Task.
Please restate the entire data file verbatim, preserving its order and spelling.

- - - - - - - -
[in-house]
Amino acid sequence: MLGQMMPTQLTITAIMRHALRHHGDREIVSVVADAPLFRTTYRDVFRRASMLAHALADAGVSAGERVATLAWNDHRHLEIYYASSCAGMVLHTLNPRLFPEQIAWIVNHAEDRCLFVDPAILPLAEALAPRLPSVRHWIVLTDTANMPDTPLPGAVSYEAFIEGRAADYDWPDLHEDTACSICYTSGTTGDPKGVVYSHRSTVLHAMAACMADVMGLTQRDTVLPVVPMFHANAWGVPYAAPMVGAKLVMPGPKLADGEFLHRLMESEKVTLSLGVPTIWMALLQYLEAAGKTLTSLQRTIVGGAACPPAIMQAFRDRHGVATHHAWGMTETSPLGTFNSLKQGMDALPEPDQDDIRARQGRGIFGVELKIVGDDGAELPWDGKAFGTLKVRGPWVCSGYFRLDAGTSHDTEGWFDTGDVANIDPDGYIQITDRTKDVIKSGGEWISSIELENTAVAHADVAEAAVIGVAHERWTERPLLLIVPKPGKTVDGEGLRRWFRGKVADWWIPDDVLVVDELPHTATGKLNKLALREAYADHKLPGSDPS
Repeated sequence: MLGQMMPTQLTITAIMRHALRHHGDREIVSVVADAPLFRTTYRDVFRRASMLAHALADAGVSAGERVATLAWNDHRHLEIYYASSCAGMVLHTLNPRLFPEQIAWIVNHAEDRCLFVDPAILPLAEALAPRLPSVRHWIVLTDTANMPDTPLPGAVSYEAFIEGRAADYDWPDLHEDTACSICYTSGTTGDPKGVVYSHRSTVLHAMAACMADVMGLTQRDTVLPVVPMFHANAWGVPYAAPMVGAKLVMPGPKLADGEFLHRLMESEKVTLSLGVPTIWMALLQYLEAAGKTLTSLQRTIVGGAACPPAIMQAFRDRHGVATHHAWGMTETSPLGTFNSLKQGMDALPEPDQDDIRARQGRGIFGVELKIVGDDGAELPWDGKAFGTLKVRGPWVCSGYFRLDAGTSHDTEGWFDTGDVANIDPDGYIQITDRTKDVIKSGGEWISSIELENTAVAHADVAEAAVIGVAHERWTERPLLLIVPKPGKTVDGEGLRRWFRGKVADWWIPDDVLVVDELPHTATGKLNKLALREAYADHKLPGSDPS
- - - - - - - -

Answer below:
[in-house]
Amino acid sequence: MLGQMMPTQLTITAIMRHALRHHGDREIVSVVADAPLFRTTYRDVFRRASMLAHALADAGVSAGERVATLAWNDHRHLEIYYASSCAGMVLHTLNPRLFPEQIAWIVNHAEDRCLFVDPAILPLAEALAPRLPSVRHWIVLTDTANMPDTPLPGAVSYEAFIEGRAADYDWPDLHEDTACSICYTSGTTGDPKGVVYSHRSTVLHAMAACMADVMGLTQRDTVLPVVPMFHANAWGVPYAAPMVGAKLVMPGPKLADGEFLHRLMESEKVTLSLGVPTIWMALLQYLEAAGKTLTSLQRTIVGGAACPPAIMQAFRDRHGVATHHAWGMTETSPLGTFNSLKQGMDALPEPDQDDIRARQGRGIFGVELKIVGDDGAELPWDGKAFGTLKVRGPWVCSGYFRLDAGTSHDTEGWFDTGDVANIDPDGYIQITDRTKDVIKSGGEWISSIELENTAVAHADVAEAAVIGVAHERWTERPLLLIVPKPGKTVDGEGLRRWFRGKVADWWIPDDVLVVDELPHTATGKLNKLALREAYADHKLPGSDPS
Repeated sequence: MLGQMMPTQLTITAIMRHALRHHGDREIVSVVADAPLFRTTYRDVFRRASMLAHALADAGVSAGERVATLAWNDHRHLEIYYASSCAGMVLHTLNPRLFPEQIAWIVNHAEDRCLFVDPAILPLAEALAPRLPSVRHWIVLTDTANMPDTPLPGAVSYEAFIEGRAADYDWPDLHEDTACSICYTSGTTGDPKGVVYSHRSTVLHAMAACMADVMGLTQRDTVLPVVPMFHANAWGVPYAAPMVGAKLVMPGPKLADGEFLHRLMESEKVTLSLGVPTIWMALLQYLEAAGKTLTSLQRTIVGGAACPPAIMQAFRDRHGVATHHAWGMTETSPLGTFNSLKQGMDALPEPDQDDIRARQGRGIFGVELKIVGDDGAELPWDGKAFGTLKVRGPWVCSGYFRLDAGTSHDTEGWFDTGDVANIDPDGYIQITDRTKDVIKSGGEWISSIELENTAVAHADVAEAAVIGVAHERWTERPLLLIVPKPGKTVDGEGLRRWFRGKVADWWIPDDVLVVDELPHTATGKLNKLALREAYADHKLPGSDPS